As beauty and faith flow through India’s spiritual hub of Varanasi, so to do exploitation and hopelessness. Water for Birds takes place in an alternative educational centre—amid Varanasi’s red-light district—run by Guria, a non-profit organisation battling human trafficking and forced prostitution throughout North India. The film asks a key question: how can destitute children be empowered to navigate the toxic forces of their worlds, and how might they, in turn, help others do the same?
Following Varanasi’s most vulnerable from fetters to freedom, it also chronicles the trials and tribulations faced by Annu, a 24-year-old student-turned-teacher at the helm of Guria’s centre. She is patient, if firm, with her students, even in the face of her own trauma and illness. As the film opens, she is working closely with three of the centre’s older students, who are showing encouraging signs of leadership. One in particular, 15 year-old Krishna, has captured Annu’s attention. Annu sees much of herself in the young Krishna.
Krishna’s six-year-old brother, Shishu, also a student, is dragged to the centre one day by their mother, Priya. Distraught, Priya informs Annu and another teacher, Suryabhan, that Shishu has been fetching supplies for local pimps. Shishu’s father and grandmother abuse Priya at home in response to her protests; their poverty leads them to disregard education in favour of money. Without more serious intervention, Priya fears that Shishu might fall irretrievably into the sinister world at his doorstep.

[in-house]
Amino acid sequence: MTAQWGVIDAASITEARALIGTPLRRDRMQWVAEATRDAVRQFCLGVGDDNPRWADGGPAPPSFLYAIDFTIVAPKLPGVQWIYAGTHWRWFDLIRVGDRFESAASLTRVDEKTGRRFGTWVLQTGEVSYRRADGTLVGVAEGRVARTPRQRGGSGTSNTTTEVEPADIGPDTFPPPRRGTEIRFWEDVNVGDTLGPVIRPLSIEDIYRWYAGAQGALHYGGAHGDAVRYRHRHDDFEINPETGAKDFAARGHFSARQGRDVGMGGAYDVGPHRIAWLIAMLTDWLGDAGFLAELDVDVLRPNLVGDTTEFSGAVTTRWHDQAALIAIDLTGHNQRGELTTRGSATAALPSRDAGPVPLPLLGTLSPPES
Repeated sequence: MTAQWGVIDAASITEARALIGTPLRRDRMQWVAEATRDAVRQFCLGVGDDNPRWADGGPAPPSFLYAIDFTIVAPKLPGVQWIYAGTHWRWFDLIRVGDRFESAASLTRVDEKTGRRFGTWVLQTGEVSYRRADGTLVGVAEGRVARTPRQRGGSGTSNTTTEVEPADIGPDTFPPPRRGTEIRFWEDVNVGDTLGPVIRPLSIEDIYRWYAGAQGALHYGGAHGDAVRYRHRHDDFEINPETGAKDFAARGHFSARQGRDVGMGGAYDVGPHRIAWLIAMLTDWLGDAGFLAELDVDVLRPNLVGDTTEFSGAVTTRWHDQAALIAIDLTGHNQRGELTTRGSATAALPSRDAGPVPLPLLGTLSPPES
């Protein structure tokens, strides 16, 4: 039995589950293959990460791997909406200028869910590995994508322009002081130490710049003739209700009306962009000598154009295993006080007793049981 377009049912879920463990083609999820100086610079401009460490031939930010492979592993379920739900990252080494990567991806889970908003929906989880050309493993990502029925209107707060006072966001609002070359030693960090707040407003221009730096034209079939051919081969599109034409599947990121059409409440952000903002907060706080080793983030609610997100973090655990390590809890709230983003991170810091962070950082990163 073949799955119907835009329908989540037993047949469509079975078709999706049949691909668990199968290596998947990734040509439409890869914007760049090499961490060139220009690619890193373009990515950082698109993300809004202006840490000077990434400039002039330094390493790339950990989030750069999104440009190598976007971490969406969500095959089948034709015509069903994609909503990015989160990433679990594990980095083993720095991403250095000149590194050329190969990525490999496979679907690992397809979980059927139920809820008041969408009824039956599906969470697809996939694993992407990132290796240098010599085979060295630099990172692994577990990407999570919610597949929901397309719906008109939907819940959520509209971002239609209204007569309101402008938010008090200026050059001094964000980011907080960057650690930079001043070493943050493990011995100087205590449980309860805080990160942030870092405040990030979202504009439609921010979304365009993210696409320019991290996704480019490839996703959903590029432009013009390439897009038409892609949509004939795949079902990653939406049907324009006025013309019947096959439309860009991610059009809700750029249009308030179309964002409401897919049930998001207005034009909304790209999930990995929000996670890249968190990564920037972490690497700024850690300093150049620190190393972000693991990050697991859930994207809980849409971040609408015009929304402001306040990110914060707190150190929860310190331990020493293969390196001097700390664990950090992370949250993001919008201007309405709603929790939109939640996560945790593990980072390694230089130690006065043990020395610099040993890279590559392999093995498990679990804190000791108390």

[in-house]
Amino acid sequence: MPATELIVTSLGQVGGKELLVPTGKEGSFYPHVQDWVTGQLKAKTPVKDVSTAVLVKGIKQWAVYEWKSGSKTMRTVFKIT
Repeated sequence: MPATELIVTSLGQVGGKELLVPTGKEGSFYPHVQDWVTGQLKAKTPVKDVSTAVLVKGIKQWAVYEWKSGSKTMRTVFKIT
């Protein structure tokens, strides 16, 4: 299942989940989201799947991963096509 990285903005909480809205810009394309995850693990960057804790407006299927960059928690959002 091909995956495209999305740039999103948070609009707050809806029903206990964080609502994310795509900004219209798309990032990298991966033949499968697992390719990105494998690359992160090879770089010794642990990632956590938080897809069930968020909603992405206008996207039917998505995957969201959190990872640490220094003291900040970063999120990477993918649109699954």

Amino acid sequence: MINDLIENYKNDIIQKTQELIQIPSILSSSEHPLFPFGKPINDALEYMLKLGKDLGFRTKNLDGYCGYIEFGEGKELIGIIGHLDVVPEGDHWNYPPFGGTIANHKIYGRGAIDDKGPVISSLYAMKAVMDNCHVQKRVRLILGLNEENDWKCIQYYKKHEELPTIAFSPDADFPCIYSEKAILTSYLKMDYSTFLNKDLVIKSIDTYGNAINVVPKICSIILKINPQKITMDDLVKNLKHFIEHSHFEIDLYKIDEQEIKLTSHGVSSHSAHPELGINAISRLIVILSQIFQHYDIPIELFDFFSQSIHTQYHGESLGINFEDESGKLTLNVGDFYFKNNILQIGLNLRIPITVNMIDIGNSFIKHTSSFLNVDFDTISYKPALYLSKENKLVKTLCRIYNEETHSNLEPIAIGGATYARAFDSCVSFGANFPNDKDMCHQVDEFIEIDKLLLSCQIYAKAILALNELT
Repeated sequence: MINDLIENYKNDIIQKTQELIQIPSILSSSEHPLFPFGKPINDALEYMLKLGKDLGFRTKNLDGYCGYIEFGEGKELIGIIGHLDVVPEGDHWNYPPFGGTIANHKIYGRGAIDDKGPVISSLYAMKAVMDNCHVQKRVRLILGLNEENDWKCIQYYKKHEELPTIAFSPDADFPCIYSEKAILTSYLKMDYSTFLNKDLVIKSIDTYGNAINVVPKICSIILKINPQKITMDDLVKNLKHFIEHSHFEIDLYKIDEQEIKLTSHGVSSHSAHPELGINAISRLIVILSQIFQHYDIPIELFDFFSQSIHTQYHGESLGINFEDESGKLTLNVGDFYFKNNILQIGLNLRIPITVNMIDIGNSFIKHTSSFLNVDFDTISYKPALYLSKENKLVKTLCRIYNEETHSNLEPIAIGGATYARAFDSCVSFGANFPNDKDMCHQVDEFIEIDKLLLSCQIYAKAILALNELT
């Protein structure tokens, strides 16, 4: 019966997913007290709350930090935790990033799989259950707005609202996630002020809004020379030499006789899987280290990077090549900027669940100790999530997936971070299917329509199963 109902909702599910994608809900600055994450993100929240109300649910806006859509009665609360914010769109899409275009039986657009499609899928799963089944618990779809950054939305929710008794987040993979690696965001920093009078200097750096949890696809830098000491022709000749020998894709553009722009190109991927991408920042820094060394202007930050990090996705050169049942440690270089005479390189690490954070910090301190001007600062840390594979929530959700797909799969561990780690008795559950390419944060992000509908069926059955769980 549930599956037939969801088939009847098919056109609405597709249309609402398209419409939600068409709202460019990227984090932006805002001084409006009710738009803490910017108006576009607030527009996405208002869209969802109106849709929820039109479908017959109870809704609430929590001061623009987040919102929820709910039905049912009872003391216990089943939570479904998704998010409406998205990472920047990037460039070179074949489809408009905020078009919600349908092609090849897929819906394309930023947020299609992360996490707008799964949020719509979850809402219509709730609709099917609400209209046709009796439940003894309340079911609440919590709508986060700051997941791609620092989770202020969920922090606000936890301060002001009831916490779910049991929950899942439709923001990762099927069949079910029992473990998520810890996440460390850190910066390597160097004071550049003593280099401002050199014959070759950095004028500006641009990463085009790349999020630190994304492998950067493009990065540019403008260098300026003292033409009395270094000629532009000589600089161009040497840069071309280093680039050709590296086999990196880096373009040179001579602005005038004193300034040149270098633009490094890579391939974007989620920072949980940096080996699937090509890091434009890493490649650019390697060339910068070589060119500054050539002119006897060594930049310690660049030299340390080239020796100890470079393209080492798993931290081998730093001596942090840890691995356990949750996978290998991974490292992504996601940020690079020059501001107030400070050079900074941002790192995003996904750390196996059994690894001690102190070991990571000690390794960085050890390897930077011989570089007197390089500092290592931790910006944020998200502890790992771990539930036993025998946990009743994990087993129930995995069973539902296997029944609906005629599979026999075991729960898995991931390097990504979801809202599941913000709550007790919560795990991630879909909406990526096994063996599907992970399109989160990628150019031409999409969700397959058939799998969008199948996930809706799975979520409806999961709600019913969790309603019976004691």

Water For Birds is a glimpse into a centre that has become a school and a home to the children of a world full of scarcity. An oasis in a desert where boys and girls are taught - using art as a tool - the fundamentals of personhood, right from wrong, and most importantly the value of self-introspection. These lessons of an alternative education ripple across and beyond the centre, giving new hope for the generation to come.
How does the project meet the aims of a philanthropic foundation?
Over the last 25 years, Guria have seen significant success. Their achievements and activities amount to a vast list, as detailed in the relevant section on their website. They have participated with Indian state governments in executing official rescue operations and raids; have advised Indian parliamentary committees on human trafficking; have been involved with UN reports on global human rights, and have been visited and consulted specifically by a delegation from the US State Department under Obama. They have raised a 42,000-member rural women’s organisation to prevent human trafficking in high-risk non-urban areas; have commissioned large-scale awareness-oriented recreational events, including an 800km foot-march from Varanasi to Nithari; sponsored interns from Princeton University, and are currently supporting the education and vocational training of over 6,800 children.